Few things are more frustrating than injuring yourself during a workout — a time that is intended to be a benefit for your physical and mental health. But, sadly, it happens. And some exercises lead to injury more than others.
When it comes to safety concerns, personal trainers have workout moves they avoid or don’t do with clients for this exact reason — along with the fact that some movements are ineffective.
Below, fitness professionals share the exercise they don’t do in their workouts, along with some alternatives to try instead:
American Kettlebell Swing
Jay Rose, the co-founder of Phase SiX, an online fitness training program, said one movement he advises people to avoid is the American kettlebell swing, which is a movement where you swing a kettlebell from between your legs to above your head while keeping your arms straight.
“You used to see it a lot a few years ago … it’s kind of calmed down a little bit, but it’s still being used out there,” he said.
According to Rose, this movement can lead to a number of issues — the first being an increased risk of injury. “The overhead position can put excessive strain on the shoulder, lower back and neck, especially if the lifter has poor shoulder mobility or lack of necessary strength to control the kettlebell in the overhead position,” he said.
“It also compromises form as the kettlebell reaches the overhead position. Maintaining proper form becomes challenging and the lifter might arch their back or bend their elbows to compensate for the additional range of motion, which can lead to poor technique and potential injuries,” Rose added.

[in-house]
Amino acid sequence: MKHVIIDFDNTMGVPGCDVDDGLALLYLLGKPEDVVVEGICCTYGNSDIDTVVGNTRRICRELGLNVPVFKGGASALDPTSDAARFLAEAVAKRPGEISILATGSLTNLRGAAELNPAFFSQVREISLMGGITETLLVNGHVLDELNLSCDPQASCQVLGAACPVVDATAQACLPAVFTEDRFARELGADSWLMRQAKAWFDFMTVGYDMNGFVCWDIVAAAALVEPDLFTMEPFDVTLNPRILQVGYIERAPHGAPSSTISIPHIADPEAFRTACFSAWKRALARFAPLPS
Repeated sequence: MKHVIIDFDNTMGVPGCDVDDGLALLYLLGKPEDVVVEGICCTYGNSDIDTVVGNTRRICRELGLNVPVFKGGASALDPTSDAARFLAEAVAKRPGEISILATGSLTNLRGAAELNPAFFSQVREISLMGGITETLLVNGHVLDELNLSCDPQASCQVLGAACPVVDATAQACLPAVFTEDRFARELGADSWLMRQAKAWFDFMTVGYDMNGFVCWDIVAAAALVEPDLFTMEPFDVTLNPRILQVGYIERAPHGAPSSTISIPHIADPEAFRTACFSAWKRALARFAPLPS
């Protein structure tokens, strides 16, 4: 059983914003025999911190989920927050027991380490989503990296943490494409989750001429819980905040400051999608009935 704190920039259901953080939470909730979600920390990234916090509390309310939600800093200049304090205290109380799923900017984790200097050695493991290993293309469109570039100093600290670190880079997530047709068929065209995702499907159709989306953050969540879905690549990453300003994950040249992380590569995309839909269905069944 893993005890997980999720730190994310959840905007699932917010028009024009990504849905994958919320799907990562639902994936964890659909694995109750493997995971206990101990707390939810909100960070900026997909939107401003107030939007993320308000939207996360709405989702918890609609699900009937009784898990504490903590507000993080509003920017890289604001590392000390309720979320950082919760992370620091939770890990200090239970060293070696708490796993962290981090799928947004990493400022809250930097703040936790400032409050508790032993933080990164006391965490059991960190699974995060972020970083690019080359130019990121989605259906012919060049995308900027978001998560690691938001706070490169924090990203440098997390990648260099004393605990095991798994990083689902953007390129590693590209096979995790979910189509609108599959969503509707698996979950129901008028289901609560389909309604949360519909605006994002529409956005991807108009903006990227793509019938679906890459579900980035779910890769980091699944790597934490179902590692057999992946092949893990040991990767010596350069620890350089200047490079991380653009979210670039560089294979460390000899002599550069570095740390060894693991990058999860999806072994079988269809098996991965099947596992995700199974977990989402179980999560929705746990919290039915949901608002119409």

Instead of this, Rose said a traditional Russian kettlebell swing, where you swing the kettlebell from between your legs to roughly shoulder height, is a better movement to try.
“There [are] several benefits that the Russian kettle swing offers … it’s safer for the shoulders, lower back and neck,” he said.
With the American kettlebell swing, you can lose track of the kettlebell once your arms are extended and it’s over your head (because you aren’t looking up at the kettlebell), which can result in injury. But, with the Russian swing, you’re stopping at eye level.
This “reduces strain on the shoulder, joints and spine,” Rose said. The shorter range of motion also helps the lifter maintain proper technique throughout the exercise, he added.
Smith Machine Squat
“So, specifically something I don’t do and it’s more so the equipment that I don’t use for this particular movement … is a Smith machine squat,” said Giulia Cammarano, a coach at Kali Strength, a women’s-only gym in Denver. (A Smith machine is a type of fitness equipment.)
For these kinds of squats, the barbell is attached to a frame and stabilized within a rack that moves up and down. “It’s not just a free barbell,” explained Cammarano.
While there is nothing wrong with doing squats with a Smith machine generally, the exercise just doesn’t align with Cammarano’s training philosophy, which focuses on compound and functional movements.
Compound exercises are “movements that use multiple muscle groups and joints simultaneously,” she said. “Like a barbell squat, for example, and is a really key component to total body strength development.”
While squats are often thought to be an only-lower-body exercise, Cammarano said they actually work the entire body when performed correctly — and without the use of a Smith machine.
“Squatting on the Smith machine just removes that added [full body] benefit since it follows a direct path and you’re supported by the stability of a machine … it just completely removes the need to maintain, balance and stabilize the body with other muscle groups,” she said. Particularly, it erases the need to engage the core.
Instead of a Smith machine squat, Cammarano said she opts for a free-weight dumbbell goblet squat or a barbell back squat.
“These are essentially the same movement, it’s a squat, it’s just using different equipment and not being as supported,” she said. “And they’re compound movements but all you’re supported by is the stability of your body and the activation of the smaller muscles in the core to support the movement.” This makes these exercises better for training effectiveness, she said.
Barbell Glute Bridge
“I definitely believe that the barbell glute bridge is an overhyped exercise when it comes down to glute hypertrophy,” aka muscle building in the glutes, said Andrew Gonzalez, a trainer at Chelsea Piers in Brooklyn.